Shuttle veteran Jones reminisces about rocketing into space.
Jones tells his story with no unnecessary drama—no filigree or chest-pounding here. Unfortunately, he doesn’t provide much excitement either. The author seems like the prototypical guy whom NASA would hire. An air force pilot and CIA scientist—he can’t go into much detail on the latter, more’s the shame—he was picked to join the 1989 crop of “Ascans” (“astronaut candidates”), nicknamed the “Hairballs,” for foggy reasons. Not until 1994 was Jones finally allowed to head into space aboard the shuttle Endeavour. He renders that trip rousingly, but it’s the first of four, and Jones makes little attempt to add a human touch that might have differentiated them. Plenty of time is spent on the mechanics of space flight, including descriptions of pulling six Gs on liftoff and the painful wear and tear that the “launch and entry suit” exacts on anyone stuffed inside it. In the process, Jones reminds readers of the unbelievable patience that shuttle astronauts most possess; he characterizes one especially difficult space station mission as, “like backing a Lamborghini out of the garage with your eyes closed, knowing that if you dented a fender, the nearest body shop was 240 miles away—straight down.” The unfailingly decent author has little bad to say about anybody and takes his duties as an astronaut extremely seriously. Lacking the touch of the true writer, this sober approach results in something less like a book than a setup for a NASA fundraiser.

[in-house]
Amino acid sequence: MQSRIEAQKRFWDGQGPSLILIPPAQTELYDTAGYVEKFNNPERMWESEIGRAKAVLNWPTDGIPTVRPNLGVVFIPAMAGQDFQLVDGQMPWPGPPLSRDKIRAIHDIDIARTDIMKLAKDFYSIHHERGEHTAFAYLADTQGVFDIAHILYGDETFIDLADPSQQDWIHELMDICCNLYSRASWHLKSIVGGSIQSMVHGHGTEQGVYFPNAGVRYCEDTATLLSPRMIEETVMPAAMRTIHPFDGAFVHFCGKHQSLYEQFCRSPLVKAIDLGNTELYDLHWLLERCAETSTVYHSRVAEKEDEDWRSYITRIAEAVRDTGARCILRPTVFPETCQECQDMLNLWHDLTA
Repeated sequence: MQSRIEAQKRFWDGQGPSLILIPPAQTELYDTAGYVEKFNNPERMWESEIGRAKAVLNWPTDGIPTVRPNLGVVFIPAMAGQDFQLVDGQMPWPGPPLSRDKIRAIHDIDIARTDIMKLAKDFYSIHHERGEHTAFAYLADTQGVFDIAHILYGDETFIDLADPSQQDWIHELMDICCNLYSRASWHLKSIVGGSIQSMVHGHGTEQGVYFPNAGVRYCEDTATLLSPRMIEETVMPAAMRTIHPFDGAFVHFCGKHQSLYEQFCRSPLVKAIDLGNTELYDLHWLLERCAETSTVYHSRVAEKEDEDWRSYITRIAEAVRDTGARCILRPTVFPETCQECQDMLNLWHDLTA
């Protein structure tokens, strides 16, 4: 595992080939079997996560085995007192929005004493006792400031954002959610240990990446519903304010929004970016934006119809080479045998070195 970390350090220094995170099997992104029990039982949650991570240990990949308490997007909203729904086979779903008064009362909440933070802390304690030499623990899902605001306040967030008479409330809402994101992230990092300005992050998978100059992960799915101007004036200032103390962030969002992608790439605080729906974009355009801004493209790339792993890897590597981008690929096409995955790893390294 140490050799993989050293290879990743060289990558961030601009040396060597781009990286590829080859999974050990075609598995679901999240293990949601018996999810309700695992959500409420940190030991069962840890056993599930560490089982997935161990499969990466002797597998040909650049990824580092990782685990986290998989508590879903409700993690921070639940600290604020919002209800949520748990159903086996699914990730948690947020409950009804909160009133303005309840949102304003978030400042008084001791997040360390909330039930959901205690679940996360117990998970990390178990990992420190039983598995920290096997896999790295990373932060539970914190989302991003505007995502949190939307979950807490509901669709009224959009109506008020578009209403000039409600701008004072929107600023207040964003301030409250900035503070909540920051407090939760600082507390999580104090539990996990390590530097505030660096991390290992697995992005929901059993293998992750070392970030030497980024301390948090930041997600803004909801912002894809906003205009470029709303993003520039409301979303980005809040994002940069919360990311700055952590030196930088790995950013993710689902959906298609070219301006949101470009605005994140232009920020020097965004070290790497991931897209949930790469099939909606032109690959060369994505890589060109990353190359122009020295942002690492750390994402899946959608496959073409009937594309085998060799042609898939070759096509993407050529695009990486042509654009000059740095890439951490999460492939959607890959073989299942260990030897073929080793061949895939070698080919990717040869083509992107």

For the true space enthusiast only.